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Thomas Nagel: "Mind and Cosmos"

Meetup type: Book discussion (attendees are encouraged to read all or at least some parts of the book before the meetup)

This book by Thomas Nagel is only a few months old, but has generated it's fair share of commentary, argument, and questions. The general idea is that the author, a philosopher of mind within the analytic school, contends that it is extremely unlikely that purely materialistic Darwinian evolution, as presently understood and studied, can exclusively be the mechanism responsible for the natural world and it's species, including us.

Nagel has a lot of street cred both in recent academia because of his research and writings on consciousness, and also his stance as an avowed atheist. This is basically what is interesting about his book, in fact: that such a well-regarded figure is trying to make a sharp delineation between materialism and atheism. And if you read a few of the criticisms included below carefully, you will notice that it is just upon this sticking point that people are saying 'huh?'. The overwhelming portion of atheists I've ever encountered, doubly so if they are ardent or vocal, see materialism and atheism as strongly implying one another, and almost equivalent. I personally consider it extremely necessary in our present culture, intellectually, to logically assess these two -isms independently, without pre-conceived frames of connection.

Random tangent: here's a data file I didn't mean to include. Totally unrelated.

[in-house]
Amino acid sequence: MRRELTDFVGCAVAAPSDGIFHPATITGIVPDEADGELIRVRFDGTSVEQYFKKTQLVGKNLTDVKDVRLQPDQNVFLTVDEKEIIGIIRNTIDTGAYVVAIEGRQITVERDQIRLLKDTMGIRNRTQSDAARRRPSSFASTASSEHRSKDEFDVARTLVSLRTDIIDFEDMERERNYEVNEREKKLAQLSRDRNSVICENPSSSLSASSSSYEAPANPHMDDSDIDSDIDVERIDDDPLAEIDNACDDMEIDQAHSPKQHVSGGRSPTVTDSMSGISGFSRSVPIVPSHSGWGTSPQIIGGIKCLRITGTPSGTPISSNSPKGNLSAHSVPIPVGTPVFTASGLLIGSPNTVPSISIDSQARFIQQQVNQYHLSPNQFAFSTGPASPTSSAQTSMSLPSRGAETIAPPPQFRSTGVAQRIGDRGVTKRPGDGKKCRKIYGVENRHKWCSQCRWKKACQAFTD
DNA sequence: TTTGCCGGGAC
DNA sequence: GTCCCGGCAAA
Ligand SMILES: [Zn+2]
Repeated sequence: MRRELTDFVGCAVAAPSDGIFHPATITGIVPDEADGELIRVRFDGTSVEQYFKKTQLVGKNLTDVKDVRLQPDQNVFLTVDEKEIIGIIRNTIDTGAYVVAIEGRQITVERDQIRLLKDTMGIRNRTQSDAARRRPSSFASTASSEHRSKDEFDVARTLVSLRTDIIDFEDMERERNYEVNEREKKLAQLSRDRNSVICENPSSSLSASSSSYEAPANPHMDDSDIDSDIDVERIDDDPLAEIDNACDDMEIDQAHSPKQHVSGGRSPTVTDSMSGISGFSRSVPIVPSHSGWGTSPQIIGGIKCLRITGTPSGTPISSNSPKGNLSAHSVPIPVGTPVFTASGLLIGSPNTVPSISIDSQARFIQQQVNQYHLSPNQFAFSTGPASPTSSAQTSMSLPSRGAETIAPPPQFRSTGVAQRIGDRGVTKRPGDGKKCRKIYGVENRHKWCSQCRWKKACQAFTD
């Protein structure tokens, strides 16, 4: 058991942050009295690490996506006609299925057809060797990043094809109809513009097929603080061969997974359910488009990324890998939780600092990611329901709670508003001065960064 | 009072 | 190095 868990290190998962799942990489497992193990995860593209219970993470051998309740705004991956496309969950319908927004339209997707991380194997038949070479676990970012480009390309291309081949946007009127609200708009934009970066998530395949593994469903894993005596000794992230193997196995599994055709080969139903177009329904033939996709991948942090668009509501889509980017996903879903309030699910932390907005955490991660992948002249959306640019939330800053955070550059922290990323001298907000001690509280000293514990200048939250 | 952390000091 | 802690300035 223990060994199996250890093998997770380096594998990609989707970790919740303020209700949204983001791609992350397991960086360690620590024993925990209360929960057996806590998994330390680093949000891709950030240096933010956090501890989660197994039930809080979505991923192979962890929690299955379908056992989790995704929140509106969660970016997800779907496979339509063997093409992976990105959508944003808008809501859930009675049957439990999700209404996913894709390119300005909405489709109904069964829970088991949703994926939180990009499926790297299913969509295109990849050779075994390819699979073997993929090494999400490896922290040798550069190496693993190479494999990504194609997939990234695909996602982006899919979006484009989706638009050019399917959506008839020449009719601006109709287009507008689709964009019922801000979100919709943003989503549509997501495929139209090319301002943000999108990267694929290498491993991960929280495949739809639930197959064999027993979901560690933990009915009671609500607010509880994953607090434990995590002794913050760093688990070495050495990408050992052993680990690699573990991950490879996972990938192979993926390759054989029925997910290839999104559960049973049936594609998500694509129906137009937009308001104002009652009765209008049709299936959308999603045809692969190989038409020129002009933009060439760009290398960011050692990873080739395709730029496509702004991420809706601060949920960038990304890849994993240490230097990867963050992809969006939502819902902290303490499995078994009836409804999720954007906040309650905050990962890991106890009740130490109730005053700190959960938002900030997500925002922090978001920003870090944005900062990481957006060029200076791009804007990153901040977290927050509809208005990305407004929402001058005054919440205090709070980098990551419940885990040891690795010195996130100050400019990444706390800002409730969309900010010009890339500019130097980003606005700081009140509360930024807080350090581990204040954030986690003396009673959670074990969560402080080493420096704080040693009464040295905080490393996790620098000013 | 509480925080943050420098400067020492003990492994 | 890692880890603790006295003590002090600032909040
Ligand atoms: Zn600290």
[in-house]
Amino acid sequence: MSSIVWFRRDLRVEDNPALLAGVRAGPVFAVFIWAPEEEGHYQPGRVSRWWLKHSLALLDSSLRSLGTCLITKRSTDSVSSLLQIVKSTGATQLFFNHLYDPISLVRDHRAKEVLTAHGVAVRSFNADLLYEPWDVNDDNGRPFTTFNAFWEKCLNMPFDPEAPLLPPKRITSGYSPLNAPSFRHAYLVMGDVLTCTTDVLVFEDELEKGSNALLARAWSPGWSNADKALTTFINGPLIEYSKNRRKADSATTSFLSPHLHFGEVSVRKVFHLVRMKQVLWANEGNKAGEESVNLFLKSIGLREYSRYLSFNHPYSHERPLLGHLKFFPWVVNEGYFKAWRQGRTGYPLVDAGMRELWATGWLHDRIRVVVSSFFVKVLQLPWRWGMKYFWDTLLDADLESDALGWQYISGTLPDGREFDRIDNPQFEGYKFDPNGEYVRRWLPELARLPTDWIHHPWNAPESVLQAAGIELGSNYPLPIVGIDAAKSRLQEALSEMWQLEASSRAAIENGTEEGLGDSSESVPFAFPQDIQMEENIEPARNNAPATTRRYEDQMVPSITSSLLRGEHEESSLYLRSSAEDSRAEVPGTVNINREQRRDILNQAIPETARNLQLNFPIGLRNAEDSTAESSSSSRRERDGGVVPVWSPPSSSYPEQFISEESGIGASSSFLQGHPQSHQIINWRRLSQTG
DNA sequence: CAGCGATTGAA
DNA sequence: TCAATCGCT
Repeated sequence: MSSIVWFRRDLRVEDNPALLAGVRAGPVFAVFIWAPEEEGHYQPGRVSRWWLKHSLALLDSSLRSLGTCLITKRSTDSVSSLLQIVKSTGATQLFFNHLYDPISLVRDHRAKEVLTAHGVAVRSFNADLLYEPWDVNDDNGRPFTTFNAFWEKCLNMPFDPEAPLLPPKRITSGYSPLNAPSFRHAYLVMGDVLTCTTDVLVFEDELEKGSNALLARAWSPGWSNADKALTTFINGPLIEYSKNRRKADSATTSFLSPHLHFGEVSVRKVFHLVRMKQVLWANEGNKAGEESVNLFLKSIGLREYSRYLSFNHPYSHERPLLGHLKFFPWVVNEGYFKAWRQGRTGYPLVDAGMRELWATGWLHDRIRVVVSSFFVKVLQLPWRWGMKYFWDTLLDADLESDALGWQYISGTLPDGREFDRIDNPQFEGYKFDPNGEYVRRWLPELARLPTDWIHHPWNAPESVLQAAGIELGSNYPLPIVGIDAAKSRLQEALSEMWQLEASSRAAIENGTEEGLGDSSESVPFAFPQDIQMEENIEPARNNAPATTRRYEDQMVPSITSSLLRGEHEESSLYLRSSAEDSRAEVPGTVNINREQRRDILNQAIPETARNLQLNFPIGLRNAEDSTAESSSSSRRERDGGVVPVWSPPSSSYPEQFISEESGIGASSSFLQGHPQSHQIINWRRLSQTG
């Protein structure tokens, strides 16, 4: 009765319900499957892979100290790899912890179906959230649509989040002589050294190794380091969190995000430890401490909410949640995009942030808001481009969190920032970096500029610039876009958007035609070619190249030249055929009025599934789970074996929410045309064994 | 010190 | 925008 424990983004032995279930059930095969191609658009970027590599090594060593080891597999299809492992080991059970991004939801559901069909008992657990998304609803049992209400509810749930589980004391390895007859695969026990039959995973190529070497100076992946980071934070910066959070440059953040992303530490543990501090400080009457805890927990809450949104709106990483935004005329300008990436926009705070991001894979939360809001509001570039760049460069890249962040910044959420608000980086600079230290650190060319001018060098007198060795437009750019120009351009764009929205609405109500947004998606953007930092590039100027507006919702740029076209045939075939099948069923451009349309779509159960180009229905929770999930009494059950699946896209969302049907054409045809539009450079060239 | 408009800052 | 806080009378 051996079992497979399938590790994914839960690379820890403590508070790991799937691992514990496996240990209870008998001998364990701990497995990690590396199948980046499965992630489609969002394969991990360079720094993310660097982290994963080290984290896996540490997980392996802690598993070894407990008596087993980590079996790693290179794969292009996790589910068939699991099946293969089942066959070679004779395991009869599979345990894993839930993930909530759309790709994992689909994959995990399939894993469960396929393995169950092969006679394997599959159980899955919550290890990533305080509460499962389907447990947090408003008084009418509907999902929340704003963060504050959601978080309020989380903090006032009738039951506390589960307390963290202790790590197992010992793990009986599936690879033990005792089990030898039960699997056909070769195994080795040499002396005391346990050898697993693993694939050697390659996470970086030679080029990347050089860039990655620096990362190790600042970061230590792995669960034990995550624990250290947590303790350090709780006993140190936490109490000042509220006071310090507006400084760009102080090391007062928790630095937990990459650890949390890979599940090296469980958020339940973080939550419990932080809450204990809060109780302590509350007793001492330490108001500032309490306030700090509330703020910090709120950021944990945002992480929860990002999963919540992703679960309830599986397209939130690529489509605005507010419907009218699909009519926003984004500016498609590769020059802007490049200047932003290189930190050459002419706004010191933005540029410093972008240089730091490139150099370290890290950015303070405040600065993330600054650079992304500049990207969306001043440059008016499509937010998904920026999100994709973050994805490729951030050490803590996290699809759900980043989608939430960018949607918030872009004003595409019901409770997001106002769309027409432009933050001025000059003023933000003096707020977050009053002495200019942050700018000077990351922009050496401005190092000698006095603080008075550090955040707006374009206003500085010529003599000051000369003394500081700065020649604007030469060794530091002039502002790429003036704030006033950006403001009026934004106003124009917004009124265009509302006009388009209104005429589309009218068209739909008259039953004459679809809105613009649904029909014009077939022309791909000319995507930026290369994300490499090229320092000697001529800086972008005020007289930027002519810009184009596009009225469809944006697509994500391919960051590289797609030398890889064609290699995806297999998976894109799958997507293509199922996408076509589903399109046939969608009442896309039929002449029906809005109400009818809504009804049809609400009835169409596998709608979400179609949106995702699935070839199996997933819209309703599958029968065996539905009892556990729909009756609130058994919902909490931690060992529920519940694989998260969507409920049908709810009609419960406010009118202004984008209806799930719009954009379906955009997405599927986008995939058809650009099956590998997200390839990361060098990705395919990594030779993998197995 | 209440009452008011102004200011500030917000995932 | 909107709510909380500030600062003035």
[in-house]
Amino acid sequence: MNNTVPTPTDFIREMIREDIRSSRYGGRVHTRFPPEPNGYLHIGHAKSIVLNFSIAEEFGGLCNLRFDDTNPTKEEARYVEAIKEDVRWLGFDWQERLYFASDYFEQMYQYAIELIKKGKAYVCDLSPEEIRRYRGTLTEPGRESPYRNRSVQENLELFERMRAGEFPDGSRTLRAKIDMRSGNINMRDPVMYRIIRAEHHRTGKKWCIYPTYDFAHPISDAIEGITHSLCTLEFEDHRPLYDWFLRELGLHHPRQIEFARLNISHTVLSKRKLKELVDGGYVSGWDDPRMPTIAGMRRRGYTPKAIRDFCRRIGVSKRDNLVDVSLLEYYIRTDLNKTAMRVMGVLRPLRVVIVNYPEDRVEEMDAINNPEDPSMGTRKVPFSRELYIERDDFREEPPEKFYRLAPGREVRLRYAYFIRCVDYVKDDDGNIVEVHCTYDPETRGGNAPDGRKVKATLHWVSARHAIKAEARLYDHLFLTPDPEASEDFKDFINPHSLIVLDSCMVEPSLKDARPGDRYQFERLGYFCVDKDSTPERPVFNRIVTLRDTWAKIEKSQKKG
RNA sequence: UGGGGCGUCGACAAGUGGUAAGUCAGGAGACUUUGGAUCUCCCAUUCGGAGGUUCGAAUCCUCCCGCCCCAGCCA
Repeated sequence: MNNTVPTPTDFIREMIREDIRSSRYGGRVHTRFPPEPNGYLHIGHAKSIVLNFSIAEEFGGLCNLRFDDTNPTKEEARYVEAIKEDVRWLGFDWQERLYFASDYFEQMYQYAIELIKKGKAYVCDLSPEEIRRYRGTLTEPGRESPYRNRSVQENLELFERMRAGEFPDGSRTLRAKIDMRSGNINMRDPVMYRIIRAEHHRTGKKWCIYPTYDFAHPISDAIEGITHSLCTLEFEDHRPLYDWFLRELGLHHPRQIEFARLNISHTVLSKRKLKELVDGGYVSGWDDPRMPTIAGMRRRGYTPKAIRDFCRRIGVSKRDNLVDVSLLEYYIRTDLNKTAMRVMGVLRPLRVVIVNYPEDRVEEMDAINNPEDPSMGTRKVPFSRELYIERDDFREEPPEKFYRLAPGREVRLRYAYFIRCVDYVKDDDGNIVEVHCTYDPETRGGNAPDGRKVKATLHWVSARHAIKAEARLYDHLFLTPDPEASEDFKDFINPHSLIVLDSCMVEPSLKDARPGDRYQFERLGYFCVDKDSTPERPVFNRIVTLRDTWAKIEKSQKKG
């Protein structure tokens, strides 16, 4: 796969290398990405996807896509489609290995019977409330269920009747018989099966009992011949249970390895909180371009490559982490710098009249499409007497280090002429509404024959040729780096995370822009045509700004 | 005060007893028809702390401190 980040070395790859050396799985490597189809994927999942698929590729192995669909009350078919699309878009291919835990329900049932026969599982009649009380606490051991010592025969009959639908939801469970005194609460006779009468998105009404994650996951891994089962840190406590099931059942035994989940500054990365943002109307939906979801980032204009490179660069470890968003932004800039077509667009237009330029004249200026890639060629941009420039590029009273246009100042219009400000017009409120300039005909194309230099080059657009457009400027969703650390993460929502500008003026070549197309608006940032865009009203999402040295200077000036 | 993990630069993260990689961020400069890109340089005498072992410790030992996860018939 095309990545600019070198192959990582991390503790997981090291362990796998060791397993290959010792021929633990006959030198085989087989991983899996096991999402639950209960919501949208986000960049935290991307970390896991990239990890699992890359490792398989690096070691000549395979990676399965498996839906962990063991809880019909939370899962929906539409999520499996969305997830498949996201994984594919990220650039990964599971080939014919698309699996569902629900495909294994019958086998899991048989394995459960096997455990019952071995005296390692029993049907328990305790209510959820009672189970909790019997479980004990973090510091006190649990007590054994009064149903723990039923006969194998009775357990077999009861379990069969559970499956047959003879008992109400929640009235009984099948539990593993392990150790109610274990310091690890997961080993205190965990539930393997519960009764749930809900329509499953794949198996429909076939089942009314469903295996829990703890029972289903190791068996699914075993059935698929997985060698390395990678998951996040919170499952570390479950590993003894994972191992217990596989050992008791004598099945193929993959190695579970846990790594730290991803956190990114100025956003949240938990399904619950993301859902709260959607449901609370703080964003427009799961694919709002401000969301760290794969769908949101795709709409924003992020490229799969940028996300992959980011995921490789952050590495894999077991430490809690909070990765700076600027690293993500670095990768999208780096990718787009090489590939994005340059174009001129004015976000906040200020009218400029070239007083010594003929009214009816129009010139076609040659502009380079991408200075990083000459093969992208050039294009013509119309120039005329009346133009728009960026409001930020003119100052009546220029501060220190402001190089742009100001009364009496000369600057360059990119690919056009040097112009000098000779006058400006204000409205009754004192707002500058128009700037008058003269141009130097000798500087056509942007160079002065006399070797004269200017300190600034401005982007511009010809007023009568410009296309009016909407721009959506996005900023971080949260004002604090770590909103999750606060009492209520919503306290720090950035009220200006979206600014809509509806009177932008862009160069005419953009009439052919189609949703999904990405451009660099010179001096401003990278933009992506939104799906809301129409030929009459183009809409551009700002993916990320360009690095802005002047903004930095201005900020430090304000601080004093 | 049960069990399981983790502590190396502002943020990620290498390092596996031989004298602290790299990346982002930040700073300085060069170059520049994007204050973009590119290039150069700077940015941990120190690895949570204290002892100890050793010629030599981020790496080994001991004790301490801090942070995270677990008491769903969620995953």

The book is also worthwhile if just taken from the point of view of it's discussion of evolutionary theory, and it's explanatory value and legitimacy.

My aim is to remain out of the actual discussion and debating, providing a moderator's role. I will likely however come with 3 or 4 questions to put forward, in order to give some structure to the discussion. (discussion needn't be limited to these)

Here's Nagel's book followed by some supplementary materials:
-- inflential early paper of Nagel's

Meetup charge: free, but attendees should order something for themselves from the restaurant. You can order from the self-service in the upstairs when you arrive or during our meetup.

Group's policy on RSVPs: Every member is expected to respect their RSVP for each event and keep it up to date. Two instances of non-respect of the RSVP will lead to the member being removed from the group.

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  • Robert